The Peavine Peak Trail is an arduous, rewarding hike that involves a 2,600-foot climb to the summit of Peavine Mountain that stands dominant over Reno, Nevada. Peavine Peak is actually two peaks. The west peak stands at 8,131 feet and is about 29 feet higher than the east. It is capped with radio towers that are visible from throughout the Reno and Sparks metro area. Peavine also has a place in local lore, as gardeners and food growers will tell you that the disappearance of snow on Peavine is when the time is right to plant your spring seeds.
There are many paths to the top of Peavine, from singletrack trails to wide and rutted four-wheel drive roads. This trail follows one of the shortest and most direct paths to the summit. The lower portion of the trail follows a single track dirt path that passes among sagebrush, lizards, and spent shotgun shells that dots much of the outskirts of the urban area. It then starts rising in elevation until the city is a view among the mountainous landscape surrounding the Truckee meadows.
There are many trails that branch in every direction up here, and though the way to the top is fairly straightforward, some navigational assistance is recommended as the abundance of trails may become confusing, and even finding the same route you climbed up on may become complicated.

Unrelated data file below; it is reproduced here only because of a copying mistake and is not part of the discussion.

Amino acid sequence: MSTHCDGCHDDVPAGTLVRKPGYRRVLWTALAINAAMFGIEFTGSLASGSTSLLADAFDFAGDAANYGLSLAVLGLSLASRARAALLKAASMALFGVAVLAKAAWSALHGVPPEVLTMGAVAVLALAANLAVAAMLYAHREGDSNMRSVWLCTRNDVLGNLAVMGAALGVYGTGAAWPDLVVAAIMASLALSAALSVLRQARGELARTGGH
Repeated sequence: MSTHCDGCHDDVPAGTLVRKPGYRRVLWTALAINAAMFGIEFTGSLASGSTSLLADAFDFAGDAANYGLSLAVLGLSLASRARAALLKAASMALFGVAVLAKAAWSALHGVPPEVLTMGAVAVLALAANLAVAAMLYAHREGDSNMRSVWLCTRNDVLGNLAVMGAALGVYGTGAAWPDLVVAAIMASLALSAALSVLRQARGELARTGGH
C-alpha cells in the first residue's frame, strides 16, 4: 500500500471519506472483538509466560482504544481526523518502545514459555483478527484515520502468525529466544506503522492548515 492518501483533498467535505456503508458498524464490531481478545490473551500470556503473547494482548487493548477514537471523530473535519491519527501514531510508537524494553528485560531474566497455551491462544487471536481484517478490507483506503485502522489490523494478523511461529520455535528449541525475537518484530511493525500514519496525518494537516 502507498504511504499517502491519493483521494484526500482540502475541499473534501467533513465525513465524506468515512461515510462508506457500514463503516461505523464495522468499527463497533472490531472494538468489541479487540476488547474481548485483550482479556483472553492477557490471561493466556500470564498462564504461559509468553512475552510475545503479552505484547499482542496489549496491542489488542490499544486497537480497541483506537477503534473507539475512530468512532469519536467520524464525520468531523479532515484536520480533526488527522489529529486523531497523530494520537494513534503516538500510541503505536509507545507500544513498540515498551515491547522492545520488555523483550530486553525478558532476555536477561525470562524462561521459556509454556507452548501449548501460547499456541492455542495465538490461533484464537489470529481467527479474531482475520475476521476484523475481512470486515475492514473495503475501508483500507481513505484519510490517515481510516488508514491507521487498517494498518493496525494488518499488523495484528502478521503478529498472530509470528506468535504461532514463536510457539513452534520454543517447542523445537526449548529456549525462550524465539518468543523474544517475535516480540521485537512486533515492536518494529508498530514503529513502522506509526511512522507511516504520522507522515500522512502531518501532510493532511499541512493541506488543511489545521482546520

The climb is relentless, and the shadeless trails leave you exposed to the elements. Expect extreme heat during the summer and strong winds year-round. Near the top, all trails meet up with the wide and graded Peavine Road for the final climb to the top.
Both the east and west summits are crowned with radio towers, and both offer views stretching from Verdi Peak and the Truckee River Valley to the west, Mount Rose toward the south, across the casino towers of downtown Reno below, to the mountains forming the eastern fringe of the Reno metro area. Once you've soaked in the views you can return the way you came or proceed down a shorter but steeper trail that leads to a third radio tower standing beside the intersection the Peavine Peak Trail and Peavine Road. Taking the shorter route will cut about three-quarters of a mile off of your distance.